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Testing the Hardness of Water

Purpose:
The purpose of this experiment is to determine the hardness of a water sample by measuring the
amount of calcium present. This analysis will utilize the method of titration.
Introduction:
All natural waters have salts dissolved in them. It is these salts that give water a unique taste.
Sometimes the water can contain too much of these salts and can cause problems when the water
is used for drinking or washing. These problems are caused mainly by the presence of calcium
and magnesium ions in the water. You may have experienced this problem if you have taken a
bath with water that contained too many calcium and magnesium salts. The problem is that you
cannot get the soap to lather and form suds. When this happens, we say that the water is hard.
In this experiment, you will analyze a sample of water to measure the amount of calcium (or the
water hardness) by performing titrations on water samples you provide from home or other
sources. In the previous experiment, you learned how to perform a titration and use a buret so an
in-depth explanation is not necessary. However, the reaction in this titration is not a
neutralization reaction as in the acetic acid titration. In this case, an EDTA (ethylenediamine
tetra-acetic acid) solution is the titrant, which will react or capture (also called chelate) the
calcium ions in the water as shown in equation 1 below.
O
-

OOCCH2
-

OOCCH2

CH2COO

2+

Ca

CH2COO

NON
Ca
OOO

O
4-

2-

(EDTA )

Eqn. 1

(CaEDTA )

The reaction between calcium ions and EDTA only occurs at a high pH; therefore, a solution that
has a constant pH of 10 (called a buffer) will to be added to the water sample.
Just as in the acid-base reactions, you must use an indicator to identify when the reaction is
complete. In this experiment, Eriochrome black T, a metal ion indicator, will be used to
visualize the endpoint.
OH
-

O 3S

OH

N N

O 2N

Eriochrome black T

A metal ion indicator is a compound whose color changes when it binds to a metal ion. For such
an indicator to be useful in the titration of a metal with EDTA, the indicator must give up its
metal ion to the EDTA. The indicator in its free form, i.e. not bound to any metal, is blue. A
small amount of indicator is added to the solution containing the Ca2+ forming a wine red
complex (Equation 2.) If we denote the indicator as In2-, we can write the reaction as:
Ca2+ +

In2(blue)

CaIn + EDTA4(wine red)

CaIn
(wine red)

Eqn. 2

CaEDTA2- + In2(blue)

Eqn. 3

In this experiment, the end point will be indicated when the original red solution turns to blue
(Equation 3) indicating that the EDTA has reacted with all the calcium ions in the water sample.
After the measurement, it will be necessary to calculate the amount of calcium ions present. The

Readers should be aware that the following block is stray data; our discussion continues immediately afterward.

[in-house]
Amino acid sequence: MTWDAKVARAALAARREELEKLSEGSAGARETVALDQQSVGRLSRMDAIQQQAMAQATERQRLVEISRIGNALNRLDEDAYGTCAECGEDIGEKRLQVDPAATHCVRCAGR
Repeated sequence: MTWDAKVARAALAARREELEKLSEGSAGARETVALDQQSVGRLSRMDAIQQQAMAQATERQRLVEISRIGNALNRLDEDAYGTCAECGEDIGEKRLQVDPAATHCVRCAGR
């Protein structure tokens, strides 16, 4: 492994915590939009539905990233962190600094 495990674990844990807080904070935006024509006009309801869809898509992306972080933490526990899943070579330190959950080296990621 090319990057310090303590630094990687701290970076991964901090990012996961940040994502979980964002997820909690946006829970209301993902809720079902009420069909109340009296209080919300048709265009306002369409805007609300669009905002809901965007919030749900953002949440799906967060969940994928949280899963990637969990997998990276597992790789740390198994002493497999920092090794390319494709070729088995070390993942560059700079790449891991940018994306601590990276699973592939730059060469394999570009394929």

concentration units used to measure the water hardness is normally parts per million (ppm.) In
this experiment you will measure calcium carbonate (CaCO3) in ppm. (One part per million is
the same as 1 mL/L.) You will be able determine the hardness of your water sample by
measuring the volume of your water sample and the volume (in mL) of the EDTA solution used
to react with all of the calcium in the water sample. You will calculate the ppm of calcium
carbonate in your water sample by using the following calculation
ppm CaCO3 = mL of EDTA used in titration X 1000 ppm
mL of water sample
Once the concentration in ppm is determined, it can be related to the hardness scale in Table 1.
Concentration (ppm)
< 61
61 120
121-180
> 180

Hardness Rating
Soft
Moderately hard
Hard
Very hard

Table 1: Water Hardness Scale

Procedure:
1. Bring at least 100 mL of water from home, your dormitory, or any local water supply to lab.
(Note: a 20 oz soda bottle contains 514 mL.)
2. Pour 25 mL of the water sample into a 250 mL Erlenmeyer flask.
3. Obtain 25 mL of DISTILLED water and add it to the same flask. (This water will
not affect the titration, but it makes the endpoint easier to recognize.)
4. Using an eye-dropper, add 20 drops of the pH 10 solution (called a buffer) to the same flask.
5. Using a spatula, add a pea size amount of indicator (in the form of a powder) to the same
flask. The color of the solution should be red.
6. Clean and fill your buret with the EDTA solution and record the initial volume.
7. Titrate until the solution has changed color from red to blue. When this happens record the
final volume. Remember, this first time is just a trial run to help you approximate the
equivalence point, this data does not go into your average value of ppm of CaCO3.
8. Repeat steps 1-6 three more times. Calculate the ppm of CaCO3 for each sample and then
calculate the average value for these three trials. Remember to provide a sample calculation
for your data in the space provided under calculations.

Question:
1. Based on the concentration of calcium (ppm) you calculated from your results, would you
say your water is soft, moderately hard, hard or very hard? Give a very brief explanation

Results:
Record your data in the table below and provide your sample calculations in the space provided
under calculations.
Titration

Trial Run

Volume of water
sample (mL)

_________

_________

_________

_________

Final buret reading of


EDTA solution (mL)

_________

_________

_________

_________

Initial buret reading of


EDTA solution (mL)

_________

_________

_________

_________

Volume of EDTA
added (mL)

_________

_________

_________

_________

ppm of CaCO3

_________

_________

_________

_________

Average ppm of CaCO3


(Do not include trial run)

_________

Water Hardness

_________

Sample Calculation(s):